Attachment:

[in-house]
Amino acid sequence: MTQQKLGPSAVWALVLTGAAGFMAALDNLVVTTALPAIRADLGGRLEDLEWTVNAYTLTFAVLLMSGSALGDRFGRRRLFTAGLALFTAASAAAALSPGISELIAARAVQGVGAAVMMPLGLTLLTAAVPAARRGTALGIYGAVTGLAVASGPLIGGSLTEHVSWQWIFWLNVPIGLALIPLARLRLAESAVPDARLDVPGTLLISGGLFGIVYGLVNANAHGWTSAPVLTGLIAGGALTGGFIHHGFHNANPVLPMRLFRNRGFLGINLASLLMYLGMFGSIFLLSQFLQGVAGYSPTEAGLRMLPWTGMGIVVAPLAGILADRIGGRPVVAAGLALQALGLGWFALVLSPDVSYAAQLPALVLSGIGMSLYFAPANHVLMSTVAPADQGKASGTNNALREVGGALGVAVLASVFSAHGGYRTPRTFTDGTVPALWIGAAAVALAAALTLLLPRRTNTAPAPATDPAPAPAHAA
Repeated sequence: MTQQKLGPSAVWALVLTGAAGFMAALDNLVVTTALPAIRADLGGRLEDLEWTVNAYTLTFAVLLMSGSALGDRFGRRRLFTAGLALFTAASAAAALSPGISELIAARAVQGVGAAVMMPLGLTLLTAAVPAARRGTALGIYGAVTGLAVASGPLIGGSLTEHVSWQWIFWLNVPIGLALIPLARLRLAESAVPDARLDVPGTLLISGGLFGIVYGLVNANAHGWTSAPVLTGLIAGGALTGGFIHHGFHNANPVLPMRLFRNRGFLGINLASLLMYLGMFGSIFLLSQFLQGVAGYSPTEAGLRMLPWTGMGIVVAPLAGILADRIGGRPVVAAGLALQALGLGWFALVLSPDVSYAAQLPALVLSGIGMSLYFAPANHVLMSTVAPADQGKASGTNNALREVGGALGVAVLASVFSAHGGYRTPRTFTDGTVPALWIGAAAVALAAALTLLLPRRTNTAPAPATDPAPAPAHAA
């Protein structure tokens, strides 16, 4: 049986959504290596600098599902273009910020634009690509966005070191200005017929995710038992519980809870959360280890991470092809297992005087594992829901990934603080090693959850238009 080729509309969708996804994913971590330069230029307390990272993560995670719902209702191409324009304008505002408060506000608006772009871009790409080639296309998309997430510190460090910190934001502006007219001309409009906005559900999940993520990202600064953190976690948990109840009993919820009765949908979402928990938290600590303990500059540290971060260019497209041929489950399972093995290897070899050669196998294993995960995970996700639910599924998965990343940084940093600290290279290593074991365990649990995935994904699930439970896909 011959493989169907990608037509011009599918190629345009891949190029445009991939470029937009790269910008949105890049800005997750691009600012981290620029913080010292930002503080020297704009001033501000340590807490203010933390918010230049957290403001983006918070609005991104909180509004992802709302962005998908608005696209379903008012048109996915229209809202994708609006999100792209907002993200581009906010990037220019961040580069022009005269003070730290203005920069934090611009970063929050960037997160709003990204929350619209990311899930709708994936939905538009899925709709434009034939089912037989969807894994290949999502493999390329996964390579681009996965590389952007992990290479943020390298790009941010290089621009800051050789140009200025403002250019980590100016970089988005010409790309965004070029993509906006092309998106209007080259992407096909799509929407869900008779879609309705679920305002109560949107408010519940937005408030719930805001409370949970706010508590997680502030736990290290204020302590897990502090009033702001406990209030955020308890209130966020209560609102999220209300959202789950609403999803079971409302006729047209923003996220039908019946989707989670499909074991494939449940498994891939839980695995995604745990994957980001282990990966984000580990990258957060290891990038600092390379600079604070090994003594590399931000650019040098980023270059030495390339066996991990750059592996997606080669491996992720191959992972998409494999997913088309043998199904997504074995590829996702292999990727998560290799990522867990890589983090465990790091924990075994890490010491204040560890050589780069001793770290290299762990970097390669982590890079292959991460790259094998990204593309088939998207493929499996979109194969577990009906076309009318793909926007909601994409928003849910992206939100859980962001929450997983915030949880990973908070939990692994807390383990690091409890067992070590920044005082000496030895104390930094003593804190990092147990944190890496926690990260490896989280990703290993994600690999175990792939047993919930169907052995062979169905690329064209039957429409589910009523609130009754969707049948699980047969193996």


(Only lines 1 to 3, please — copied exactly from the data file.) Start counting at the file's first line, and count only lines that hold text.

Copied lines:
[in-house]
Amino acid sequence: MTQQKLGPSAVWALVLTGAAGFMAALDNLVVTTALPAIRADLGGRLEDLEWTVNAYTLTFAVLLMSGSALGDRFGRRRLFTAGLALFTAASAAAALSPGISELIAARAVQGVGAAVMMPLGLTLLTAAVPAARRGTALGIYGAVTGLAVASGPLIGGSLTEHVSWQWIFWLNVPIGLALIPLARLRLAESAVPDARLDVPGTLLISGGLFGIVYGLVNANAHGWTSAPVLTGLIAGGALTGGFIHHGFHNANPVLPMRLFRNRGFLGINLASLLMYLGMFGSIFLLSQFLQGVAGYSPTEAGLRMLPWTGMGIVVAPLAGILADRIGGRPVVAAGLALQALGLGWFALVLSPDVSYAAQLPALVLSGIGMSLYFAPANHVLMSTVAPADQGKASGTNNALREVGGALGVAVLASVFSAHGGYRTPRTFTDGTVPALWIGAAAVALAAALTLLLPRRTNTAPAPATDPAPAPAHAA
Repeated sequence: MTQQKLGPSAVWALVLTGAAGFMAALDNLVVTTALPAIRADLGGRLEDLEWTVNAYTLTFAVLLMSGSALGDRFGRRRLFTAGLALFTAASAAAALSPGISELIAARAVQGVGAAVMMPLGLTLLTAAVPAARRGTALGIYGAVTGLAVASGPLIGGSLTEHVSWQWIFWLNVPIGLALIPLARLRLAESAVPDARLDVPGTLLISGGLFGIVYGLVNANAHGWTSAPVLTGLIAGGALTGGFIHHGFHNANPVLPMRLFRNRGFLGINLASLLMYLGMFGSIFLLSQFLQGVAGYSPTEAGLRMLPWTGMGIVVAPLAGILADRIGGRPVVAAGLALQALGLGWFALVLSPDVSYAAQLPALVLSGIGMSLYFAPANHVLMSTVAPADQGKASGTNNALREVGGALGVAVLASVFSAHGGYRTPRTFTDGTVPALWIGAAAVALAAALTLLLPRRTNTAPAPATDPAPAPAHAA